Before she worked for Atkins, Norden confessed to me, she was a “crazy CrossFitter”—a part of the workout-lifestyle franchise that has become entwined with Paleo dieting. The popularity of the similarly low-carb Paleo has only been positive for the Atkins team, they say, cultivating in people what Heimowitz calls a “carbohydrate conscience,” an awareness that too much is bad. But she argues that the Paleo diet is too restrictive in terms of choice, limiting carbohydrates by quality rather than quantity.
“You could eat all healthy carbs and still get fat," Heimowitz said. (Teicholz makes the same point, that even unprocessed carbs like whole-grain oatmeal and pastas as a primary source of calories can ultimately be less healthy than one of eggs, bacon, and fish.) "If you're eating potatoes and rice and beans, beyond your carbohydrate tolerance, you're going to get fat."
"Well, you can't have any of that on Paleo," Norden added.
"Paleolithic people had no beans?" I asked.
"Right,” she said, “no legumes.”
That I had to verify, and it's true that the Paleo diet officially does not include beans, peas, lentils, peanuts, and other legumes, which were not part of the human diet at the time. But on what grounds? Loren Cordain, professor emeritus at Colorado State University and ringleader of the Paleolithic diet, explains in a recent 4,900-word response to "a question that comes up time and again, 'Why can’t I eat beans?'" In what devolves into an assiduously footnoted screed, Cordain argues that kidney beans are “toxic poisons” and “legumes are inferior foods that should not be part of any contemporary Paleo diet.” The heart of his reasoning is that legumes have relatively low protein, zinc, and iron contents compared to animal meats. (Maybe someone deficient in those nutrients could do well to choose meat over beans, but most people get enough either way. That's not to mention the environmental case against eating meat 24-7.)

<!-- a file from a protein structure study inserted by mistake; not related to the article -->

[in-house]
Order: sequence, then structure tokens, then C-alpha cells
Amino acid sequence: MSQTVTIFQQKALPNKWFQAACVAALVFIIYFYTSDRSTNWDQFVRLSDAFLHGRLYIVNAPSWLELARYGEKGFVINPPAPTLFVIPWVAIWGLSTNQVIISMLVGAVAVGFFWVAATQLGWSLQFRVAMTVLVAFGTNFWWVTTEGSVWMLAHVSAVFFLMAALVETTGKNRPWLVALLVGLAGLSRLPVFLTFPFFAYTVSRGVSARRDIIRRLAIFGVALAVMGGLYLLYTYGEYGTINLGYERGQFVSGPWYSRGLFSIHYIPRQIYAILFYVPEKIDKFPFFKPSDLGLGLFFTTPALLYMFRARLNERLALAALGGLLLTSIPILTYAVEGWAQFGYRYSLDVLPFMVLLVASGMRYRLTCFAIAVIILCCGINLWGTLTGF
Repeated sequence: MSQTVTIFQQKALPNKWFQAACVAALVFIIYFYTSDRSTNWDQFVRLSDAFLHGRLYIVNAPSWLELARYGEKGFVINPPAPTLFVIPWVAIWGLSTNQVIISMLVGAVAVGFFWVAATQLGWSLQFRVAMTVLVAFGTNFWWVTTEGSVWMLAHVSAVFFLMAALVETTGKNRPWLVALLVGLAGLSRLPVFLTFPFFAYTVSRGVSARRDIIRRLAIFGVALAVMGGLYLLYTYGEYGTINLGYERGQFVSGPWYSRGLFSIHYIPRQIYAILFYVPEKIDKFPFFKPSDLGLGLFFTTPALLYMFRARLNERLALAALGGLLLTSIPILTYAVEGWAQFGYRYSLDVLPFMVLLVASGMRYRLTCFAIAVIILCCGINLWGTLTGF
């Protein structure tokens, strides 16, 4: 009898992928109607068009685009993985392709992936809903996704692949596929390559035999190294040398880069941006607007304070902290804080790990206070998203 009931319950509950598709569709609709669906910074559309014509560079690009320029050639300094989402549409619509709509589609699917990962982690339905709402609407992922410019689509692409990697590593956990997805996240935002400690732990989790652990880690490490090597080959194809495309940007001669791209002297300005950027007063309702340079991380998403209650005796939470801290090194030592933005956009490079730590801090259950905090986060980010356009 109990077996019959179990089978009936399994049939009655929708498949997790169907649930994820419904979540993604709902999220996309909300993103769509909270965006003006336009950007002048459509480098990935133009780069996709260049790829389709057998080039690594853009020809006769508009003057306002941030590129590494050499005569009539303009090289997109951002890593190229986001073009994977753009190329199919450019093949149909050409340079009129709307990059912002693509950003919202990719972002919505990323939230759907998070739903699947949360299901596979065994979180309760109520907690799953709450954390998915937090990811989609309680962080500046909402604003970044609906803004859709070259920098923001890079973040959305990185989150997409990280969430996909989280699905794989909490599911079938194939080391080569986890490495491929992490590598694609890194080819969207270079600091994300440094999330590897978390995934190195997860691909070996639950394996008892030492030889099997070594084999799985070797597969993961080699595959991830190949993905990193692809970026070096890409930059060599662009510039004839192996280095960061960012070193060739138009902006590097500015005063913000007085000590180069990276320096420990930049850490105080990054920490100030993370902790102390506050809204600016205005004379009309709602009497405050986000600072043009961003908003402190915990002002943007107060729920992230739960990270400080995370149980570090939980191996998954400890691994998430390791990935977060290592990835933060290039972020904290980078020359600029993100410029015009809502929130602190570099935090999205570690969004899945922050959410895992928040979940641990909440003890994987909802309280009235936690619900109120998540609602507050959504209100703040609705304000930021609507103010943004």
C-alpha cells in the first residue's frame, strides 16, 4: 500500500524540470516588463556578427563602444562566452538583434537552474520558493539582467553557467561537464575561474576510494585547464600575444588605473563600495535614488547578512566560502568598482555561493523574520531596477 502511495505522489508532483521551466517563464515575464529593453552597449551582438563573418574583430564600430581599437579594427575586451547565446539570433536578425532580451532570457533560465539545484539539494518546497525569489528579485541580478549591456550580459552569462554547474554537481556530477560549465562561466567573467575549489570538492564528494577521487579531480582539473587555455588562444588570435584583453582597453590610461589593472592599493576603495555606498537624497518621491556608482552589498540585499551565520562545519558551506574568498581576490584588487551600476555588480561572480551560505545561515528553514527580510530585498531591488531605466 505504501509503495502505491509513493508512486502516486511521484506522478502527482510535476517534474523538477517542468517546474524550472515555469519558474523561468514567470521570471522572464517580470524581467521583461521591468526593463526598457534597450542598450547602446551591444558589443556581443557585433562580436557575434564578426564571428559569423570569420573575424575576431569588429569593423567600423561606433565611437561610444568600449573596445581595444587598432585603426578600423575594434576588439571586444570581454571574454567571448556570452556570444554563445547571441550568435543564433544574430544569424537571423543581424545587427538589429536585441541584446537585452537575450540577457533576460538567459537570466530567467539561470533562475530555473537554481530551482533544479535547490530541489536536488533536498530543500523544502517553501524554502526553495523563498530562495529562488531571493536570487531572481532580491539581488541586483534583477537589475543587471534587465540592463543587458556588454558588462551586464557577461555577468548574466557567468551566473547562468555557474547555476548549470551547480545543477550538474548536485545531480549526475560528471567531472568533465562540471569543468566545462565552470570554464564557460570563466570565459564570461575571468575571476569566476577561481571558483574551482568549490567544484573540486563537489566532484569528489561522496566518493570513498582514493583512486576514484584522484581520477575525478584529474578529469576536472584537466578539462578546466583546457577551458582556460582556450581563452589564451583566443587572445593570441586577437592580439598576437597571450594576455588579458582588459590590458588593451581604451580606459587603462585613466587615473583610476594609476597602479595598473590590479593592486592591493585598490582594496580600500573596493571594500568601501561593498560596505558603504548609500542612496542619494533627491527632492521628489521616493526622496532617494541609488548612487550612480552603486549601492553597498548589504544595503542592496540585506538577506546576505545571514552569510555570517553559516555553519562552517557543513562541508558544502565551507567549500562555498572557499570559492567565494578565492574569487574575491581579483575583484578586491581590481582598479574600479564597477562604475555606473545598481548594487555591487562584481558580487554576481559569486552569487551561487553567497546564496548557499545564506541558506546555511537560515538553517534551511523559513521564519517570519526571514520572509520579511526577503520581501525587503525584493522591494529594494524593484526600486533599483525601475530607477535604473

Cordain's case for toxicity involves specious claims about certain legume components in animal and cellular models, and in people with hereditary enzymatic deficiencies. The whole thing reads not as an honest inquiry into the prudence of eating beans, but a compilation of any possible shred of conceivable evidence to support his notion that humans are not meant to eat foods that were not part of the human diet in the Paleolithic era.
Only at the very end of the piece does Cordain mention that in the past, whenever he ate beans or legumes, he “experienced digestive upset, gas, and frequently had diarrhea.” So he stopped eating them, his situation improved, and ultimately the most important message is to listen to one’s body.
His seventh book on the Paleo diet comes out in March.